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Paying for Health Care and Not Getting It

In 2003, the United States spent $1.679 trillion dollars on health care. In 2006, the estimated spending was $1.937 trillion (Center for Medicaid and Medicare Services, Office of the Actuary, from California Health Care Foundation 2005). This includes government spending, private insurance payments, and, in 2003, $779 billion in out of pocket payments by individuals.

On a per capita basis, in 2006, each United States citizen will spend over $6000 on medical care. 15 per cent of our Gross Domestic Product (GDP) goes to health care.

This is more than twice any other nation’s per capita health care spending, or GDP spending. Unfortunately, this spending does not deliver health care to many of our citizens. As a nation, the US fares worse in comparison to other nations spending far less in health care categories such as life expectancy, infant mortality, and doctor and nurse/patient ratio.

We are all aware of our health system’s flaws. We read of the uncovered procedures, of the uninsured population of 45 million, of the inability of many elderly people to both pay for needed drugs and essential heating oil, of those who stay in hated jobs in order to maintain health insurance, of rising health care premiums that are literally bankrupting the flagship corporations of capitalism, Ford and General Motors. We note that half of all bankruptcies are caused by debt incurred by medical expenses. The individual case histories of people unable to obtain needed services are heartbreaking. (See “Uninsured in America, Life and Death in the Land of Opportunity” by Susan Starr Sered and Rushika Fernandapulle, 2005, University of California Press.) It is a system badly in need of an overhaul.

Yet, it is a system that has resisted overhaul time after time. Reforms, such as the Bush drug program for Medicare recipients, only lead to more expenditure, more profits for hospital corporations and drug companies. The health care consumer or recipient, each one of us, remains paying for a new Cadillac while receiving a beat up junker that won’t pass inspection.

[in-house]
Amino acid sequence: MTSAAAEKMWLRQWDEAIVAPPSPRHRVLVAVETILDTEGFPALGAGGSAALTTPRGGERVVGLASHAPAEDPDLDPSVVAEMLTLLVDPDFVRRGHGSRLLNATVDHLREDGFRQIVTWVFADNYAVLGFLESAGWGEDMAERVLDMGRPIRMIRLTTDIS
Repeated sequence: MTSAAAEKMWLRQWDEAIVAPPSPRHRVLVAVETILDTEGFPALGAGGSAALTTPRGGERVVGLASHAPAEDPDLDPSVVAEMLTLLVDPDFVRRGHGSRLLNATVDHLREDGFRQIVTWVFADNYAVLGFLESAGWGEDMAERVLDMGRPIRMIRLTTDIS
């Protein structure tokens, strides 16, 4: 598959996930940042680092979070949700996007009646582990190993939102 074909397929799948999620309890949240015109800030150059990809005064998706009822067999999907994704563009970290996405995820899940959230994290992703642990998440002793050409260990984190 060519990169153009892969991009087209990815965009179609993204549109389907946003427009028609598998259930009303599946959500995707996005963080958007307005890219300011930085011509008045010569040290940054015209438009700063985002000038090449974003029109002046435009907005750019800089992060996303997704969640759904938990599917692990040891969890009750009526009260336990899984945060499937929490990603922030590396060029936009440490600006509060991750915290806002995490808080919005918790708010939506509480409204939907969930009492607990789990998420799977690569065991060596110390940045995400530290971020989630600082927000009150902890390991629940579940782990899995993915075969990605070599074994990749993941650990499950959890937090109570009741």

Those of us who support a single payer, universal healthcare program for all US citizens, are often told that it would be too expensive. However, when we analyze the current national expenditures for healthcare, we see that we are already paying for healthcare for everyone and just not getting it. The taxpayer, through the US government payment of 60% of the total healthcare budget, is already footing the bill. By going to a single payer system, we would immediately eliminate $300 billion in duplicated administrative costs in our current multi-layered private insurance system. By adding these numbers and factoring in the cost savings for drugs and services that would accompany such a huge single buyer, we could fund healthcare for all. The estimated added taxpayer cost would be equivalent to one year of the Bush tax cut program. (See “Paying for National Health Insurance – and Not Getting It”, by Steffie Woolhandler and David U. Himmelstein, 2002, Project HOPE, The People-to-People Health Foundation.) The change to a new, more efficient, single payer system could be accomplished by a gradual extension of the one healthcare insurance provider with a proven track record, Medicare.